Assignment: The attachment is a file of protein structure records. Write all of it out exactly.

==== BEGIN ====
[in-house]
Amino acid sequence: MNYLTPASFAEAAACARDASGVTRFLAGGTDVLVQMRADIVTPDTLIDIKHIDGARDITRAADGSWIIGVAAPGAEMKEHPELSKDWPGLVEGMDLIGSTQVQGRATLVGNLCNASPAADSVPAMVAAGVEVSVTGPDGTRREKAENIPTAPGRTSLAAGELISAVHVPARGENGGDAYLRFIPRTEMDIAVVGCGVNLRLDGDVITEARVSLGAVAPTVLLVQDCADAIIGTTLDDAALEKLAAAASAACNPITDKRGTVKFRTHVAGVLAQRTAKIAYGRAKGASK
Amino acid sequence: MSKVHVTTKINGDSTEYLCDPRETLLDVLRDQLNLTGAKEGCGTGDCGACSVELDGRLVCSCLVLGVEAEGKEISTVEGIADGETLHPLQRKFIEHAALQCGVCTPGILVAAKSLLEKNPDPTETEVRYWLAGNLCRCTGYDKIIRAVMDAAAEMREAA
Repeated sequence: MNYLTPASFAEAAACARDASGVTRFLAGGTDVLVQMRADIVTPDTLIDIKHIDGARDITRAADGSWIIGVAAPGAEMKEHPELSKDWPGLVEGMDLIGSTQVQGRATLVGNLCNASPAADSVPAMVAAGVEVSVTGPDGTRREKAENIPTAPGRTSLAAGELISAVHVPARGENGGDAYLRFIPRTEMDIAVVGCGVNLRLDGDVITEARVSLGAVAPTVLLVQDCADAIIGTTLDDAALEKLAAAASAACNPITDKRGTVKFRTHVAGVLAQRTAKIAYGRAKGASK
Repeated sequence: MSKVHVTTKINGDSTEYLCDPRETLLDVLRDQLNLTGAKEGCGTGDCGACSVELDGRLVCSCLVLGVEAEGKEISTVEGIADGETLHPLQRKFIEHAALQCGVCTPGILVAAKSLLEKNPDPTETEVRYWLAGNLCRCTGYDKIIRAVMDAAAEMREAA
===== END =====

[in-house]
Amino acid sequence: MNYLTPASFAEAAACARDASGVTRFLAGGTDVLVQMRADIVTPDTLIDIKHIDGARDITRAADGSWIIGVAAPGAEMKEHPELSKDWPGLVEGMDLIGSTQVQGRATLVGNLCNASPAADSVPAMVAAGVEVSVTGPDGTRREKAENIPTAPGRTSLAAGELISAVHVPARGENGGDAYLRFIPRTEMDIAVVGCGVNLRLDGDVITEARVSLGAVAPTVLLVQDCADAIIGTTLDDAALEKLAAAASAACNPITDKRGTVKFRTHVAGVLAQRTAKIAYGRAKGASK
Amino acid sequence: MSKVHVTTKINGDSTEYLCDPRETLLDVLRDQLNLTGAKEGCGTGDCGACSVELDGRLVCSCLVLGVEAEGKEISTVEGIADGETLHPLQRKFIEHAALQCGVCTPGILVAAKSLLEKNPDPTETEVRYWLAGNLCRCTGYDKIIRAVMDAAAEMREAA
Repeated sequence: MNYLTPASFAEAAACARDASGVTRFLAGGTDVLVQMRADIVTPDTLIDIKHIDGARDITRAADGSWIIGVAAPGAEMKEHPELSKDWPGLVEGMDLIGSTQVQGRATLVGNLCNASPAADSVPAMVAAGVEVSVTGPDGTRREKAENIPTAPGRTSLAAGELISAVHVPARGENGGDAYLRFIPRTEMDIAVVGCGVNLRLDGDVITEARVSLGAVAPTVLLVQDCADAIIGTTLDDAALEKLAAAASAACNPITDKRGTVKFRTHVAGVLAQRTAKIAYGRAKGASK
Repeated sequence: MSKVHVTTKINGDSTEYLCDPRETLLDVLRDQLNLTGAKEGCGTGDCGACSVELDGRLVCSCLVLGVEAEGKEISTVEGIADGETLHPLQRKFIEHAALQCGVCTPGILVAAKSLLEKNPDPTETEVRYWLAGNLCRCTGYDKIIRAVMDAAAEMREAA